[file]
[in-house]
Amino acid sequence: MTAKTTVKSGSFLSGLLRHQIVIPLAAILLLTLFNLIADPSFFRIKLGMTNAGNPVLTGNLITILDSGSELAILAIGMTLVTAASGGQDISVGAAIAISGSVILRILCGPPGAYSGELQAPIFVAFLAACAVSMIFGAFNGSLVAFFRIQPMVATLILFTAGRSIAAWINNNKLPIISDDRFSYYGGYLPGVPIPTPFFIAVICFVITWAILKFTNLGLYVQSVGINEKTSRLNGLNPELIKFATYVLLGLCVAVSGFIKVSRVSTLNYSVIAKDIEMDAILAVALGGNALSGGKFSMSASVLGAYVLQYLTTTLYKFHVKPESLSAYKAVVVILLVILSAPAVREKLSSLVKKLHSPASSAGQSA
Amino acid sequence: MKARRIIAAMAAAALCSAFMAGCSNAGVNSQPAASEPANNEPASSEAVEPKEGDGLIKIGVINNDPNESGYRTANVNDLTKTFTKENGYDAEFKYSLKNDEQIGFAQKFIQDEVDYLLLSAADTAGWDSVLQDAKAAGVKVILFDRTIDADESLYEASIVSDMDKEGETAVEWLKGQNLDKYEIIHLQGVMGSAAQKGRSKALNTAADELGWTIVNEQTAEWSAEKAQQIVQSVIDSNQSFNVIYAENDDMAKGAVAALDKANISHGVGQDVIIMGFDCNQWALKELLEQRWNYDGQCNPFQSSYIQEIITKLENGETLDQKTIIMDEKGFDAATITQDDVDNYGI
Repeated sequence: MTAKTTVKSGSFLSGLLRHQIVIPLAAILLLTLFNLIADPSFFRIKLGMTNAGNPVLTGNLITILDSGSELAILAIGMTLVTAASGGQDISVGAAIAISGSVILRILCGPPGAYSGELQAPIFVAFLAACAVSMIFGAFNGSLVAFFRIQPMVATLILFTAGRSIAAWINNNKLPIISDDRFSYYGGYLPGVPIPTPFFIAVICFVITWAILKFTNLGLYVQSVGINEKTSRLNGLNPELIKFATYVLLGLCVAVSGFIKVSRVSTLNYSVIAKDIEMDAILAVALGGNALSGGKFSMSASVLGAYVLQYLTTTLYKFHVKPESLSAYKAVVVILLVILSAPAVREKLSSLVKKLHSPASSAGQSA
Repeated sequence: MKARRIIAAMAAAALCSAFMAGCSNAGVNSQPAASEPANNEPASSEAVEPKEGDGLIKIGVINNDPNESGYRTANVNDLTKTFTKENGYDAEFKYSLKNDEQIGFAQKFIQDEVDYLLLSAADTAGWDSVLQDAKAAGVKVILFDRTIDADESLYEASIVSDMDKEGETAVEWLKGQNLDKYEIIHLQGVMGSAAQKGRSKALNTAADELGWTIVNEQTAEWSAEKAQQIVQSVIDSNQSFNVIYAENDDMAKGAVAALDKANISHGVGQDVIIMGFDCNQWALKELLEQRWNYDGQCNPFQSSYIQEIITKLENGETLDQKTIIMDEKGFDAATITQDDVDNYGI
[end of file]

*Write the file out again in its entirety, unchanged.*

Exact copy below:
[in-house]
Amino acid sequence: MTAKTTVKSGSFLSGLLRHQIVIPLAAILLLTLFNLIADPSFFRIKLGMTNAGNPVLTGNLITILDSGSELAILAIGMTLVTAASGGQDISVGAAIAISGSVILRILCGPPGAYSGELQAPIFVAFLAACAVSMIFGAFNGSLVAFFRIQPMVATLILFTAGRSIAAWINNNKLPIISDDRFSYYGGYLPGVPIPTPFFIAVICFVITWAILKFTNLGLYVQSVGINEKTSRLNGLNPELIKFATYVLLGLCVAVSGFIKVSRVSTLNYSVIAKDIEMDAILAVALGGNALSGGKFSMSASVLGAYVLQYLTTTLYKFHVKPESLSAYKAVVVILLVILSAPAVREKLSSLVKKLHSPASSAGQSA
Amino acid sequence: MKARRIIAAMAAAALCSAFMAGCSNAGVNSQPAASEPANNEPASSEAVEPKEGDGLIKIGVINNDPNESGYRTANVNDLTKTFTKENGYDAEFKYSLKNDEQIGFAQKFIQDEVDYLLLSAADTAGWDSVLQDAKAAGVKVILFDRTIDADESLYEASIVSDMDKEGETAVEWLKGQNLDKYEIIHLQGVMGSAAQKGRSKALNTAADELGWTIVNEQTAEWSAEKAQQIVQSVIDSNQSFNVIYAENDDMAKGAVAALDKANISHGVGQDVIIMGFDCNQWALKELLEQRWNYDGQCNPFQSSYIQEIITKLENGETLDQKTIIMDEKGFDAATITQDDVDNYGI
Repeated sequence: MTAKTTVKSGSFLSGLLRHQIVIPLAAILLLTLFNLIADPSFFRIKLGMTNAGNPVLTGNLITILDSGSELAILAIGMTLVTAASGGQDISVGAAIAISGSVILRILCGPPGAYSGELQAPIFVAFLAACAVSMIFGAFNGSLVAFFRIQPMVATLILFTAGRSIAAWINNNKLPIISDDRFSYYGGYLPGVPIPTPFFIAVICFVITWAILKFTNLGLYVQSVGINEKTSRLNGLNPELIKFATYVLLGLCVAVSGFIKVSRVSTLNYSVIAKDIEMDAILAVALGGNALSGGKFSMSASVLGAYVLQYLTTTLYKFHVKPESLSAYKAVVVILLVILSAPAVREKLSSLVKKLHSPASSAGQSA
Repeated sequence: MKARRIIAAMAAAALCSAFMAGCSNAGVNSQPAASEPANNEPASSEAVEPKEGDGLIKIGVINNDPNESGYRTANVNDLTKTFTKENGYDAEFKYSLKNDEQIGFAQKFIQDEVDYLLLSAADTAGWDSVLQDAKAAGVKVILFDRTIDADESLYEASIVSDMDKEGETAVEWLKGQNLDKYEIIHLQGVMGSAAQKGRSKALNTAADELGWTIVNEQTAEWSAEKAQQIVQSVIDSNQSFNVIYAENDDMAKGAVAALDKANISHGVGQDVIIMGFDCNQWALKELLEQRWNYDGQCNPFQSSYIQEIITKLENGETLDQKTIIMDEKGFDAATITQDDVDNYGI